It's not really easy no matter which way you shake it, but it can be healthier to acknowledge it won't work if you reach your tipping point and decide it's been enough.
Finding the right one
Since then I dated around and found who I'm with now. It's been better than I could have hoped. A lot of luck was involved in meeting each other, but staying together has been a commitment that requires work. Not an excessive amount, but sometimes it requires thought and effort. For me past experiences helped so I was aware of the pitfalls and problems that can come up.
I realize to some people that two years is nothing, but to me it's the longest relationship I've had, so that's what I'm working with lol. I foresee many more :)
We met online through OKCupid, which filtered out a lot of fundamental questions that can take a while to come up in a relationship the old-fashioned way. So out the gate we were pretty well matched. It was nice.
Some things can't be worked on. But for those that can, I've identified a few important areas that at least merit mention.
TIPs on Trust, Intimacy and Passion
There's a lot of cliché remarks about the importance of communication and commitment when it comes to dating, but that's because it's true. They're an important tool to help maintain these three areas of a relationship, otherwise they can start to degrade over time. When trust is lost, it closes off intimacy which will start to eat into the passion that brought you together in the first place.
Everyone has different ways of expressing their needs. Some are quieter because they've been socialized not to complain and others will let you know when you're fuckin' up no problem. Sometimes we aren't even in tune with the ways we're reacting to a situation ourselves until it's been going on for a while. Espcially if you don't reflect much and find your life is a blur that you can barely keep track of.
Regardless of how you do though, it's important to be able to express yourself in a healthy way with a partner who is willing to listen. Inevitably, something will happen that you or they didn't mean to fuck up your trust of each other, whether it's hurt feelings, a misunderstanding or you-name-it. At some point, we just fuck up because we're human.
Trust is when you're willing to to make yourself vulnerable to someone in some capacity.
That means you expect that what they say is true, they'll follow through on commitments and you can depend on them in general. If you don't have that, then it's not a healthy relationship. That isn't to say you should blindly trust people, because it should be earned. But if it's not there then that's bad.
When that trust is broken so is the special connection that makes the relationship work. Even in friendships trust is important. Without trust, waiting for a text message can lead to paranoia that your partner is cheating. With it, you know that whatever they're doing is fine and you'll see them again at some point anyway.
Many things can eat away at trust, so it's important to identify the root cause of the problem which requires communication and commitment to a solution that takes dealing with difficult emotions sometimes.
Intimacy is a space opened up through trust. It's when you share your existence together as you are without bullshit in between and accept each other openly. It's brushing your teeth together, eating dinner, watching movies, goofin' around, playing games and sharing your personal stories.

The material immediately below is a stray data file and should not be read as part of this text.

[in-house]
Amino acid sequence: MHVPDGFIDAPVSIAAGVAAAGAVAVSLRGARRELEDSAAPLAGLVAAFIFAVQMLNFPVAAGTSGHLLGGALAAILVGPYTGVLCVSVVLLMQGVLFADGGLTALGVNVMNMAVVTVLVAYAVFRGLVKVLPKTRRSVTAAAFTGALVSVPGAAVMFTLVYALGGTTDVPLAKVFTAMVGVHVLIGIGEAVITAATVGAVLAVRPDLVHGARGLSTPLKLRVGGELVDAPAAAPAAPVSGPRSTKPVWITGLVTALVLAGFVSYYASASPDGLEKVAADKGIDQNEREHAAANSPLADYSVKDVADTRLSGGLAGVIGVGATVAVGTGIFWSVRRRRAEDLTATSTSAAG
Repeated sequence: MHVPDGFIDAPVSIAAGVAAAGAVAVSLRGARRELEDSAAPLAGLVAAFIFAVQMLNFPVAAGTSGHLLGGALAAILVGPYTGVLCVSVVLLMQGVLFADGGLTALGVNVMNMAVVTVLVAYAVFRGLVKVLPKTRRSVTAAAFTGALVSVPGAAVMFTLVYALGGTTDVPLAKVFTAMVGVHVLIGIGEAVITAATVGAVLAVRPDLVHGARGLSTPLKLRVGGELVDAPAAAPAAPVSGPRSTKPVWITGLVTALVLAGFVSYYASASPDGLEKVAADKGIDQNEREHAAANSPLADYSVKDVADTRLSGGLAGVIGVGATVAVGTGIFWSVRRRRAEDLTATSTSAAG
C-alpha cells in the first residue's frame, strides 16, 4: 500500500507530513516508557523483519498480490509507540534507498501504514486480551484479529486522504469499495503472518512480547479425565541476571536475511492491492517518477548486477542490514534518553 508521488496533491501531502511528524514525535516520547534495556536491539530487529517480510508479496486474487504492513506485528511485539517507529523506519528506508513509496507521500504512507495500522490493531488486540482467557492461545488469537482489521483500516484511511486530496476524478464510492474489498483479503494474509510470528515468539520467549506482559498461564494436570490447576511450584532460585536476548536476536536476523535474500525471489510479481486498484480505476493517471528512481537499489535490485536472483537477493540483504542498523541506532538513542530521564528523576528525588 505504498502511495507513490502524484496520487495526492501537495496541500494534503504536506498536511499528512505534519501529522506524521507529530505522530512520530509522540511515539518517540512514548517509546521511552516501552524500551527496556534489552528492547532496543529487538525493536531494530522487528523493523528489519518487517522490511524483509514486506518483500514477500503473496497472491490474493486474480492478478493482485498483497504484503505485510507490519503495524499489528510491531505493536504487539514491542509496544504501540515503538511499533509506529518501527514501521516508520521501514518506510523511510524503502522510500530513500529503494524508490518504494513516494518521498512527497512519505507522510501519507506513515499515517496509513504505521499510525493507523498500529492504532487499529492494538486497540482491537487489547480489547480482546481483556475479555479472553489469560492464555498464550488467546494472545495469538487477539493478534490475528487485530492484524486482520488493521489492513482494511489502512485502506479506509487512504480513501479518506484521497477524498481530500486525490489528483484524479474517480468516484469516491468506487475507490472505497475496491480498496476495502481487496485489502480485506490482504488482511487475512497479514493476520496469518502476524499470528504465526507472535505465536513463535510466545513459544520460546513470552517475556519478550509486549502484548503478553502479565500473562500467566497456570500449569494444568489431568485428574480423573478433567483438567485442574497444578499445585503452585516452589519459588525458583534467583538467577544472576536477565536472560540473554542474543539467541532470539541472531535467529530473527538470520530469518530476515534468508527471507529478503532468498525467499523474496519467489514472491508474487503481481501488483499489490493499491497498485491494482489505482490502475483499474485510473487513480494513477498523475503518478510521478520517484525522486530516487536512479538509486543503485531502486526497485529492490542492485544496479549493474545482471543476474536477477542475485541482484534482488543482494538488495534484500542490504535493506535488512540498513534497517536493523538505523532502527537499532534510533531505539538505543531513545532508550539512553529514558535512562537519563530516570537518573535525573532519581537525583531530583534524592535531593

If you can't repair trust, you can't repair intimacy. Sometimes it's them, sometimes it's you, and sometimes it's a situation that can be worked on. But without the ability to trust one another, opening yourself up is hard.
Intimacy provides the spark that reminds you why the person you're with is special. It gives you a connection that only you and the other person share which seperates them from just any ol' body. The special appreciation that intimacy gives you for someone is what fuels passion.
Maintaining a relationship isn't just about fixing fuck ups. It's also about excitement and fun. Passion comes from being with someone who makes you feel great.
Yes, that can be as sexual as it sounds (it's an important question for compatibility at least), but it goes beyond it too. Making someone feel appreciated, having a great time goofing around, playing video games, going out to dinner, showering in the morning, doing new things and just living life in general with each other in a way that makes you feel glad to know the other person.
Passion comes from genuinely liking the person you're with and expressing it in the space opened up by intimacy and trust. Finding time to keep it alive is hard. Sometimes it means doing things you might not always like. Cleaning around the house, taking care of yourself and otherwise just being an Adult Human Being are important ways to maintain the fabric of a healthy relationship and the environment it lives in.
Because if your partner has to take care of two people all by themselves, they're gonna burn out quick.
Dating and Relationships: Solved!
So this post turned out to be waaaaaaaay longer than I had anticipated and there's still things I feel like I haven't covered yet. If you've stuck around, then hopefully you found this useful. This is just my own experience. Dating and relationships are complicated subjects that a lot of people are interested in. It was something that came up in my poll of interests y'all had!
My goal was to offer some insights that I feel are healthy and generalizable for those curious. I know that if I was younger I would have found these thoughts useful to myself trying to navigate what it means to date, have relationships and all that stuff. For young men growing up, there's a bunch of semi-decent advice wrapped up in unhealthy views of sex and women that focuses on the result and not the process or even meaningful connection. I'm sure the same is true for women and folks who live beyond the binary.
Some of that advice though is worth expanding on and using to understand our desire for intimacy, connection, purpose and support so that we can grow with the love of others. Even if you don't want to fall in love and do just want to have a lot of sex, then go for it.
Because at the end of the day, our relationships should make us better people.
Until next time,